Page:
Evidence Of Ocean Below Earth's Surface; It Sustains Life On Earth?
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Two new studies reveal that not only 70 percent of water covers the Earth's surface but there is also an ocean of waters that lies under the Earth's surface. The researchers found that these waters are significant for generating soil and sustaining life on the planet.
Dr. Mainak Mookherjee, the lead author of the first study, said that water in the Earth's interior is crucial since it helps in mantle convection, which is a process by which solid rocks move from hotter to colder regions over geological time scales. She further said that if there were no water in the Earth's interior, mantle convection would be inefficient and would eventually cease.
In the first study, the scientists from the University of Edinburgh and Florida State University discovered that water exists deep below in the Earth's surface and stored in a brucite. This is a mineral form of magnesium hydroxide and thermally decomposes to release water to aluminum hydroxide and mixtures of huntite and hydromagnesite.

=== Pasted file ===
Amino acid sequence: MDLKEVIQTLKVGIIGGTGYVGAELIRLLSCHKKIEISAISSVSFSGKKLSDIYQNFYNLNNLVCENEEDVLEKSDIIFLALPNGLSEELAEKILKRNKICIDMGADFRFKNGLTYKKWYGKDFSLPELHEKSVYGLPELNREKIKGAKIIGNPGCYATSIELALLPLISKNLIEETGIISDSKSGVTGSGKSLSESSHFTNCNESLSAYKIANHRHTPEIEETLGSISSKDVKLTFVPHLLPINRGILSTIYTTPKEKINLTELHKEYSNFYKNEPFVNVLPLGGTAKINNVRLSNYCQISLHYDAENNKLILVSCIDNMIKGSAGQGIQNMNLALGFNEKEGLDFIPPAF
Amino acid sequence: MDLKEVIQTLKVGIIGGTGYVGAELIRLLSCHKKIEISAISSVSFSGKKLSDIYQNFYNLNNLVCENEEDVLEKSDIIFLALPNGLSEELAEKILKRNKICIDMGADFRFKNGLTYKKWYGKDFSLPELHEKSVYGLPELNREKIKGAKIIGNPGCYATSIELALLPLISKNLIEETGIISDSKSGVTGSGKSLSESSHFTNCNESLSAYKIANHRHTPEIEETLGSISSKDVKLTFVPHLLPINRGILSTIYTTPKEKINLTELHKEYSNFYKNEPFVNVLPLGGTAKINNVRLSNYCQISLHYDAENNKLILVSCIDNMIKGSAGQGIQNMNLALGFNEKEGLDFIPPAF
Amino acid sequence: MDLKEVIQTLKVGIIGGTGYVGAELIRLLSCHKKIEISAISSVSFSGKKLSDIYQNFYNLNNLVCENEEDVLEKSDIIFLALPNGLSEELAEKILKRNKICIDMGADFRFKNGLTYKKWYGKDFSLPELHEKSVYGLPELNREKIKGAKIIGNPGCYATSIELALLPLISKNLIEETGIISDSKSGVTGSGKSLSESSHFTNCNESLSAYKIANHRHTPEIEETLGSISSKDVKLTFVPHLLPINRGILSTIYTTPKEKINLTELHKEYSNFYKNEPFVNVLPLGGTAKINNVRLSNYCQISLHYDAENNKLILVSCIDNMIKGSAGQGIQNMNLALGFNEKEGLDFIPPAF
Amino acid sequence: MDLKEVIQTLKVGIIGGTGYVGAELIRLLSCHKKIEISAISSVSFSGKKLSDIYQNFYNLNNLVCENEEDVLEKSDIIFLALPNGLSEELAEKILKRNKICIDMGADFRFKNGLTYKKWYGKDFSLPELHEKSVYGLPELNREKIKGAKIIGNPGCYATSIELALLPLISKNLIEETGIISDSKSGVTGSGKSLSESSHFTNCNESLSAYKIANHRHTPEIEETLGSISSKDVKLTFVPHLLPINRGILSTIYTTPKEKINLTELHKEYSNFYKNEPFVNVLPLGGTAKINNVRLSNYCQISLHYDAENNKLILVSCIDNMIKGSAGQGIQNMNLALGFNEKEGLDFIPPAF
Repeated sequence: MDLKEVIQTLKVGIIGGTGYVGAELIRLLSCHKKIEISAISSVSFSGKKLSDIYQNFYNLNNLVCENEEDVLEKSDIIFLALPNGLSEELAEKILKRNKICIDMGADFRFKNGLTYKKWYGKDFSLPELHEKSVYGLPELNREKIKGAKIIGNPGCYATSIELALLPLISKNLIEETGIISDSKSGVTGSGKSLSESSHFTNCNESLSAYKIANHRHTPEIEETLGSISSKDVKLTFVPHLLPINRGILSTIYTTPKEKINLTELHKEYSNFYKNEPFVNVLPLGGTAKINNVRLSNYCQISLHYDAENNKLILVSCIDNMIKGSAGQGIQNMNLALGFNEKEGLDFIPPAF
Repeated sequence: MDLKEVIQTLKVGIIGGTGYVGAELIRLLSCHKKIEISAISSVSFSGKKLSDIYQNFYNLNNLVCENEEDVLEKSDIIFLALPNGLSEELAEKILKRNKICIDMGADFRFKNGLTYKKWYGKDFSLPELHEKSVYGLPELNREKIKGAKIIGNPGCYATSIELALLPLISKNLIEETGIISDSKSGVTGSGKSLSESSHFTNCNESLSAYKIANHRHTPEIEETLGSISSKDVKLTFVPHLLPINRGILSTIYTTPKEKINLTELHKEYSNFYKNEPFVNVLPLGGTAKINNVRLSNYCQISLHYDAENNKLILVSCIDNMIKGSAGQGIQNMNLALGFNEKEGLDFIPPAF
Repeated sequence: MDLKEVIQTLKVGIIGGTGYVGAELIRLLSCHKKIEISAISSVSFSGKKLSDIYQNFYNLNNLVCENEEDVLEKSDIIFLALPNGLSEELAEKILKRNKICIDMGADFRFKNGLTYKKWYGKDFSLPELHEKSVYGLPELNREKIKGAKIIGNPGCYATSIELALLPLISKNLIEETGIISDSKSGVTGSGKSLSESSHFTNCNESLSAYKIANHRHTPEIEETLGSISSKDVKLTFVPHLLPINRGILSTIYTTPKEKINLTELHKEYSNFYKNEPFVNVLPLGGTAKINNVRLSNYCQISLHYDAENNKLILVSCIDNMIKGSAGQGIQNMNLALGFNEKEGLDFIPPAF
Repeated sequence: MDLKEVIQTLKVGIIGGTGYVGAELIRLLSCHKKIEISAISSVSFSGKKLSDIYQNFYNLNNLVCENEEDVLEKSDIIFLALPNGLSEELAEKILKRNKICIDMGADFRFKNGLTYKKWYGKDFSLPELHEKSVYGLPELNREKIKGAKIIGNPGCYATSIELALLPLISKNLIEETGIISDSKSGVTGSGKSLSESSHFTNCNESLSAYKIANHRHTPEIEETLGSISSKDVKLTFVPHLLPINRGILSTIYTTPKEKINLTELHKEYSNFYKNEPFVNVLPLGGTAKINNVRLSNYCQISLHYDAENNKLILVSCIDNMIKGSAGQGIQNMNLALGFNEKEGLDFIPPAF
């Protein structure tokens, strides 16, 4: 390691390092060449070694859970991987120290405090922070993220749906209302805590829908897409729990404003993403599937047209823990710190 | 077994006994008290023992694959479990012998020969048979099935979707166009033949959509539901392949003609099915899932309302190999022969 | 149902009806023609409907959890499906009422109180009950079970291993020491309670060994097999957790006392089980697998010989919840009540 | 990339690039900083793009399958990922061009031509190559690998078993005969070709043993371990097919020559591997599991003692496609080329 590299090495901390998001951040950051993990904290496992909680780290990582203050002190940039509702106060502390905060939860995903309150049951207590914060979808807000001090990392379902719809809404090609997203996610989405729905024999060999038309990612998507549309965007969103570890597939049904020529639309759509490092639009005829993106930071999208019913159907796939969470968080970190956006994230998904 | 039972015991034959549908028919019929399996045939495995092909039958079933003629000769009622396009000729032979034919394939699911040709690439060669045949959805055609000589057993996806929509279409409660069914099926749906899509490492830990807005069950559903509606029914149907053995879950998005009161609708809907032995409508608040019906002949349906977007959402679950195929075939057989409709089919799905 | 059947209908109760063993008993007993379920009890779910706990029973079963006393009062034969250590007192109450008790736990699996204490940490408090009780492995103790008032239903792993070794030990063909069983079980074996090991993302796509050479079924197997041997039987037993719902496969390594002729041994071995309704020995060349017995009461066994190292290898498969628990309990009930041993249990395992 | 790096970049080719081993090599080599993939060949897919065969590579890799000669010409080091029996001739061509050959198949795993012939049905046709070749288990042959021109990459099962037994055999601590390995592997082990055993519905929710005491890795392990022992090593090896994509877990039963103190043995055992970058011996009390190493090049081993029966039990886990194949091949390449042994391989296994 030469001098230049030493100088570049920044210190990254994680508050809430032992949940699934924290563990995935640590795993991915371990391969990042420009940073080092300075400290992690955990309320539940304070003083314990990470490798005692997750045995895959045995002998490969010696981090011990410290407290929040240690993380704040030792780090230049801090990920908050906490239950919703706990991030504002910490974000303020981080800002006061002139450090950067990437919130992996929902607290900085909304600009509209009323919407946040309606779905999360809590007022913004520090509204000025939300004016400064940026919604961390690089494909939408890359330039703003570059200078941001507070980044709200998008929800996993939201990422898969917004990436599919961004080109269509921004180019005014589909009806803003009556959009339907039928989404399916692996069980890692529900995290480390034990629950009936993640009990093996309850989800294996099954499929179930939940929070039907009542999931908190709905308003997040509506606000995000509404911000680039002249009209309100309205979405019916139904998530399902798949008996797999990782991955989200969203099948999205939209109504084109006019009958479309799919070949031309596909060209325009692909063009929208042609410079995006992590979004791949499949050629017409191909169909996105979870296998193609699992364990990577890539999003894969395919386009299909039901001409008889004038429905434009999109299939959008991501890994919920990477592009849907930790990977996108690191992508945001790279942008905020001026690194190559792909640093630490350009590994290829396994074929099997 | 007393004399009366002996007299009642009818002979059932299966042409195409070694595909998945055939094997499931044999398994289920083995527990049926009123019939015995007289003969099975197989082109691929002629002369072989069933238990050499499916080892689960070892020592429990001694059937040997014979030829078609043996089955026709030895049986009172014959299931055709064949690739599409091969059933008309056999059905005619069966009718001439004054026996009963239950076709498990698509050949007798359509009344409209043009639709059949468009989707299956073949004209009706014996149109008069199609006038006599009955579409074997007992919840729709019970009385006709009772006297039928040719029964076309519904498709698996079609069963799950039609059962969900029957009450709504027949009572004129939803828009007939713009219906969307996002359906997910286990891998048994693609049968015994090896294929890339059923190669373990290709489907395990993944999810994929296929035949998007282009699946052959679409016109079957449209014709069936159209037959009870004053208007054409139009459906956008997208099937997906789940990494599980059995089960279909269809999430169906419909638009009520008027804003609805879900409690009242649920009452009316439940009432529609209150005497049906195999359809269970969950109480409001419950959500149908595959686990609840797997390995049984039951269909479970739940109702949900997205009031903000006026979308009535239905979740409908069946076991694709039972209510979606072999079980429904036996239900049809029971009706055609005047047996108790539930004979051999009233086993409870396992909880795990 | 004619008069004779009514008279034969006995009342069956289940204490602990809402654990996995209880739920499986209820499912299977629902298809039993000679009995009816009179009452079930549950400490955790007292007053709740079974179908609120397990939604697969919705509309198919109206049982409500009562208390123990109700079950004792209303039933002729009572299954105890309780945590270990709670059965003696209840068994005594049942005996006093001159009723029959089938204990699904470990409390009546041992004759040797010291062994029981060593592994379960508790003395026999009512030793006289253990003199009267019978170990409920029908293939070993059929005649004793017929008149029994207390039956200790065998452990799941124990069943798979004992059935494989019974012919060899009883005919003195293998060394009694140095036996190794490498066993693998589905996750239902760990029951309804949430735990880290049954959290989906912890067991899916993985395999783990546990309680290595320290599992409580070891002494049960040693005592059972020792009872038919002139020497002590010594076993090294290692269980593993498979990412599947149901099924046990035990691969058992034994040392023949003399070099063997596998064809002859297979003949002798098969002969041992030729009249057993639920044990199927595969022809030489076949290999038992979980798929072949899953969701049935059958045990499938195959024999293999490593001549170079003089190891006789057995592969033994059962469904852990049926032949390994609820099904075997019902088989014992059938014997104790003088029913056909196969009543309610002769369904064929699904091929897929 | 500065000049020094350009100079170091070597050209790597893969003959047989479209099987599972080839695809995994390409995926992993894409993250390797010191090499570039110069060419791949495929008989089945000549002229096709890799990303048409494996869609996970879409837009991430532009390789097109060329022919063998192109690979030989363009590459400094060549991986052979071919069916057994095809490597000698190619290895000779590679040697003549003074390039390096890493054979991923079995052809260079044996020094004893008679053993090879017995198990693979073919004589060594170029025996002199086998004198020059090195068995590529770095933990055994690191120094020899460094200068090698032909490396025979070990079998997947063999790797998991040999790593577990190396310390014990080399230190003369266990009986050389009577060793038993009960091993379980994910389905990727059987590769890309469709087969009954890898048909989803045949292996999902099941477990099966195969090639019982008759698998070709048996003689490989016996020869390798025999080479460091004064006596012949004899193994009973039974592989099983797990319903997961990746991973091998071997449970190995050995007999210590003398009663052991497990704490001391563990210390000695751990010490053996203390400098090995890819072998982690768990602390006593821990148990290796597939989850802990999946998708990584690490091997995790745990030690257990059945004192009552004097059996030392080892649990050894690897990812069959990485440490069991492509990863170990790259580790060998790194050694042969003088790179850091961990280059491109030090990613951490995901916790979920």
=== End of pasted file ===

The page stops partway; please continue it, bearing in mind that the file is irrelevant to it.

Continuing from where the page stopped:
The team theorizes that the amount of water could account for as much as 1.5 percent of the weight of the planet. This is about the same amount of water as all the world's oceans put together, according to Mail Online.
In the second study, the researchers from Northwestern University in Illinois discovered a diamond vented out 90 million years ago, by a volcano near the Sao Luiz river in Juina, Brazil. The team examined it through a microscope and saw the presence of hydroxyl ions, which normally come from water. The diamond had the imperfection that suggests that it formed in the lower mantle of Earth.
Steve Jacobsen, the lead author of the second study, said that based on the composition of the trapped mineral, they speculate that the depth was around 1,000 kilometers. He further said that this is the deepest evidence for water recycling on the planet.
Jacobsen added that the big take-home message is that the water cycle on Earth is bigger than they thought, extending into the deep mantle. Scientists hope that these will give insights on how oceans and atmosphere formed, according to New Scientist.